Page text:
Lately, that involves trying to take his body to the next level. Last weekend at the King Kong Challenge physique competition, Usher went up against seasoned challengers. In spite of his inexperience, his first competition brought him a second place. A sub-set in the bodybuilding world, physique training tries to exemplify perfect form. Getting to this point is just another stop on his journey.
Metus, a chiropractor from Collingwood, has been working with a technology that you can’t see, but delivers. He’s working within the intersection of neurology and Quantum physics. He’s creating devices that contain a component that has been infused with a subtle energy pattern by physicists. Metus wowed attendees at this year’s PGA showcase, showing how the devices seemed to improve joint and muscle function. “It is really hard to describe how it works.
When Mark Zelinski started to plan his photographic study of the Niagara Escarpment five years ago, he didn’t think that the project would become what it did. His new book, Heart of Turtle Island surprised even him in the depth of scope of his journey. “I’m really happy with the way it turned out, this is the ninth book I have done and I have to say that it is my favourite,” said Zelinski. “The book grew as I was doing it.
Muck Rack makes it simple to find people, tweets, or articles that mention any name, keyword, company, hashtag etc. We've compiled this guide to help you make the most of your search.
Selecting a term
Start searching tweets, articles from media outlets, articles mentioned in tweets, journalists'
names, titles and bios with some suggested searches:
Companies or Topics (e.g. iPhone, Microsoft)
Phrases (e.g. "cloud computing") — use quotes to keep the terms together
Twitter handles (e.g. @username) — returns those who have mentioned or replied to
Names (e.g. "David Pogue")
Hashtags (e.g. #sxsw, #london2012)
Bio details (e.g. vegan, Olympics, father)
Muck Rack's Advanced Search allows for many boolean operators.
Find results that mention multiple specified terms, use AND or
+. For example, ensure each result contains both Elon Musk and Mark Zuckerberg by
searching Musk AND Zuckerberg or Musk + Zuckerberg.
Use the operators OR or , to broaden your search when you'd like either of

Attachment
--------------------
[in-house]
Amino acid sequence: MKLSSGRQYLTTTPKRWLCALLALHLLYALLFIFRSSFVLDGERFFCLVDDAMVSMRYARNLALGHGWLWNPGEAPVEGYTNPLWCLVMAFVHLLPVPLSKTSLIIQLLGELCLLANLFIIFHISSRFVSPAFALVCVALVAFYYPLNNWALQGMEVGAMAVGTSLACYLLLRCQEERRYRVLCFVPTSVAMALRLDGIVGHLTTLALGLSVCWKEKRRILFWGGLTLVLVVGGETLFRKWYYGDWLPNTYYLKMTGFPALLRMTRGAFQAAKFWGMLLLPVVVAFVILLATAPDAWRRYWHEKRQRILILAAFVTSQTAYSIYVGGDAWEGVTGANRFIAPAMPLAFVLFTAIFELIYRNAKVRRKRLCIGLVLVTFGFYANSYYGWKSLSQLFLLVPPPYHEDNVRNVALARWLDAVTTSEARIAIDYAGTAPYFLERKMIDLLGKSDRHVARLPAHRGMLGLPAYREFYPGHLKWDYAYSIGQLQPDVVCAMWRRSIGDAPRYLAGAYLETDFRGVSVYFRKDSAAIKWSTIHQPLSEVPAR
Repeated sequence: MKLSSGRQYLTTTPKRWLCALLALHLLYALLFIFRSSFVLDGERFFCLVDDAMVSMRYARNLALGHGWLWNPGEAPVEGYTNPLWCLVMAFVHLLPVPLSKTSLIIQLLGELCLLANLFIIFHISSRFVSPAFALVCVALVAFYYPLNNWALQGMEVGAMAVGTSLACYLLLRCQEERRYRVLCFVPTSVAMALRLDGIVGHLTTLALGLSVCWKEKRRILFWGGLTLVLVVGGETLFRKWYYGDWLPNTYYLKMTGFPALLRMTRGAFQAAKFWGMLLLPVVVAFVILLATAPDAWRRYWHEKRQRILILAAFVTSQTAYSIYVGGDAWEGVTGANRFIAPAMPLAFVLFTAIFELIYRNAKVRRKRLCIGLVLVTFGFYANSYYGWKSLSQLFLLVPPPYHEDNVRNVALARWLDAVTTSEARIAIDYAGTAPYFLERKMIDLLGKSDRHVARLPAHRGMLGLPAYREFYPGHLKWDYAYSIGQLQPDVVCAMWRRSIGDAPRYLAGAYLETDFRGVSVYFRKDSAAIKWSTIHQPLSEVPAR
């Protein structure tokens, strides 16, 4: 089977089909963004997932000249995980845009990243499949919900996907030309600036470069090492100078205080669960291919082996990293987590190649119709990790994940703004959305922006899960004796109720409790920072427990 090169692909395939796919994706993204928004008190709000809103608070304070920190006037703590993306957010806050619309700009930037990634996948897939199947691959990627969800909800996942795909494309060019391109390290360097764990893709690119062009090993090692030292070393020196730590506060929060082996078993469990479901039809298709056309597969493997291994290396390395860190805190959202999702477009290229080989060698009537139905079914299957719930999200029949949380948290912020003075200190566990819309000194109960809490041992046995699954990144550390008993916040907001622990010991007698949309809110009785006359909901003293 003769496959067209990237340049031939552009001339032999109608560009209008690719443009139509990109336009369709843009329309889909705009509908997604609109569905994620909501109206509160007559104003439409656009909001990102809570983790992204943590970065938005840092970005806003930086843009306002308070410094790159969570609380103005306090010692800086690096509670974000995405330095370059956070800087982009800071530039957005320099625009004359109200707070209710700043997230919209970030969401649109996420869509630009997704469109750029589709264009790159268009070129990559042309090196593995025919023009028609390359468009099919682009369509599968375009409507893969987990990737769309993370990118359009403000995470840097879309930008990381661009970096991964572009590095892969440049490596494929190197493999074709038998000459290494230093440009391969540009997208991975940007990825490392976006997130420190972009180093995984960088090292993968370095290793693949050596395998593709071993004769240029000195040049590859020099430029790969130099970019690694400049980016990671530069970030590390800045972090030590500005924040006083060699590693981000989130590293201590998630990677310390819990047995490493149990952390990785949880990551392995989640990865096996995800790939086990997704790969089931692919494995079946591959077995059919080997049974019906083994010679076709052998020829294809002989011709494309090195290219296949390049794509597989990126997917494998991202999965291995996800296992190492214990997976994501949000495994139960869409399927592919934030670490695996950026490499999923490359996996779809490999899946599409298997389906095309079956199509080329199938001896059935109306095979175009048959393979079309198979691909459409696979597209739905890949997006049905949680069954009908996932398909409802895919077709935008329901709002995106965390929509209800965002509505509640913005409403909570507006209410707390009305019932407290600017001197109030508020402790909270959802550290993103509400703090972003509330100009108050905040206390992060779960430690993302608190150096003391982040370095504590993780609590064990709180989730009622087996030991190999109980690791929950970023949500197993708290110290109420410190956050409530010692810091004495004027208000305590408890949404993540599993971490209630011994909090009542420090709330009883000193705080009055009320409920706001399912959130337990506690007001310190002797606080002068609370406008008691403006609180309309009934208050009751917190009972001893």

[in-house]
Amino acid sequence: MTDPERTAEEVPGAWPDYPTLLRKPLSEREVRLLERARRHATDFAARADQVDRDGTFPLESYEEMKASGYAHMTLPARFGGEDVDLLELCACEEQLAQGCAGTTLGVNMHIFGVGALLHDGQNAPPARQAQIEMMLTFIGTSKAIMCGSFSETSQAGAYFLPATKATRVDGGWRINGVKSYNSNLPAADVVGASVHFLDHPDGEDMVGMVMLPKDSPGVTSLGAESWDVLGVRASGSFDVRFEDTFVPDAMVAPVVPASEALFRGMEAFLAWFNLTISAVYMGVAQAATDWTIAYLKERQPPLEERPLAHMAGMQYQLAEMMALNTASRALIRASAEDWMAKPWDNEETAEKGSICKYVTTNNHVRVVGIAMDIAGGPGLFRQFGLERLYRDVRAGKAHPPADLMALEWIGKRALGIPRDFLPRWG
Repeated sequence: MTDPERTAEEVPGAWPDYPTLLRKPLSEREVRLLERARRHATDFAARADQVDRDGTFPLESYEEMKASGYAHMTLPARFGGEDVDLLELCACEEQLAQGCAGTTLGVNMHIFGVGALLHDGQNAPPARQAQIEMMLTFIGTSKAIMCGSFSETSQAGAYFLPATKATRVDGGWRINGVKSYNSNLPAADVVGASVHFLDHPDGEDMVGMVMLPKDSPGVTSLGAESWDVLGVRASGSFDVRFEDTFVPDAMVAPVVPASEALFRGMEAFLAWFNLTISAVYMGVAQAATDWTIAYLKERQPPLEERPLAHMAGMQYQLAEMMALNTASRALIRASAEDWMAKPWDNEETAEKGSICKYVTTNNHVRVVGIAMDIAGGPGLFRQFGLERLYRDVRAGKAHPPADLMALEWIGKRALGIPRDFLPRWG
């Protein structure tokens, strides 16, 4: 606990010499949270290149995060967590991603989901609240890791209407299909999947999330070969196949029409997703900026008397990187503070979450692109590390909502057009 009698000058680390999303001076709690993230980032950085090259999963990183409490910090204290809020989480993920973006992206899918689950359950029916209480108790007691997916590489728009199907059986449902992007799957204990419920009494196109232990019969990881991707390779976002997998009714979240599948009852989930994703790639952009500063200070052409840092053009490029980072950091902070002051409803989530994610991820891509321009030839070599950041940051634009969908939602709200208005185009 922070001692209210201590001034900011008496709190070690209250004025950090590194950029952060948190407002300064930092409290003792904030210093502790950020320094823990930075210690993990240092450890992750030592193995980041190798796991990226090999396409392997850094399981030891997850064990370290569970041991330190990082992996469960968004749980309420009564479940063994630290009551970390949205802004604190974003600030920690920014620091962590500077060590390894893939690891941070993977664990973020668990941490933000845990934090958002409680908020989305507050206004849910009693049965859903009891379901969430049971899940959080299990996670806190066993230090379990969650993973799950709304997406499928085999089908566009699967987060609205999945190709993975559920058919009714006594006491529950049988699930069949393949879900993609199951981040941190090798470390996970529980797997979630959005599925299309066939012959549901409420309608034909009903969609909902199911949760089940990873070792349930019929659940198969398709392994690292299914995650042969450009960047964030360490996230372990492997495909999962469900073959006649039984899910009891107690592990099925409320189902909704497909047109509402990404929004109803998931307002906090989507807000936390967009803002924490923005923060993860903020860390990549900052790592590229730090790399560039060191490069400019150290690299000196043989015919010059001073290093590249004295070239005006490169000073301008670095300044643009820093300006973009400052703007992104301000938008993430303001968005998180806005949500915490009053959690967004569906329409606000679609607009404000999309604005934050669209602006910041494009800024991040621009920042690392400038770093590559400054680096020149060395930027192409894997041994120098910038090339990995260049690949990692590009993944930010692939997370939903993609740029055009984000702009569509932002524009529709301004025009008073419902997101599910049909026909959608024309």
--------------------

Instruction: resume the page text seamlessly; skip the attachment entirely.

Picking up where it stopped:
multiple terms to appear in results. (This is the default behavior of our search when no operators
are used). For example, results will contain either cake or cookie by searching cake OR cookie or cake,cookie
Use NOT or - to subtract results from your search. For
example, searching Disney will yield results about the Walt Disney Company as well as Walt Disney
World Resort. To exclude mentions of Disney World, search for Disney -World or Disney
When using one of these operators with a phrase, enclose it in quotation marks. For example, you can
find results about smartphones excluding Apple's iPhone 4S by searching smartphone -"iPhone
Exact case matching or punctuation
If you're searching for a brand name or keyword that relies on specific punctuation marks or capitalization, you can
find results that match your exact query by adding matchcase: before the keyword you're searching for, like matchcase:E*TRADE .
Use parentheses to separate multiple
boolean phrases. For example, to find journalists talking about having fun in Disney World or
Disneyland, search for ("disney world" OR disneyland) AND fun.
An asterisk can be used to search for any variation of a root word truncated by the asterisk. For example, searching for admin* will return results for administrator, administration, administer, administered, etc.
A near operator is an AND operator where you can control the distance between the words. You can vary the distance the near operation uses by adding a forward slash and number (between 0-99) such as strawberries NEAR/10 "whipped cream", which means the strawberries must exist within 10 words of "whipped cream".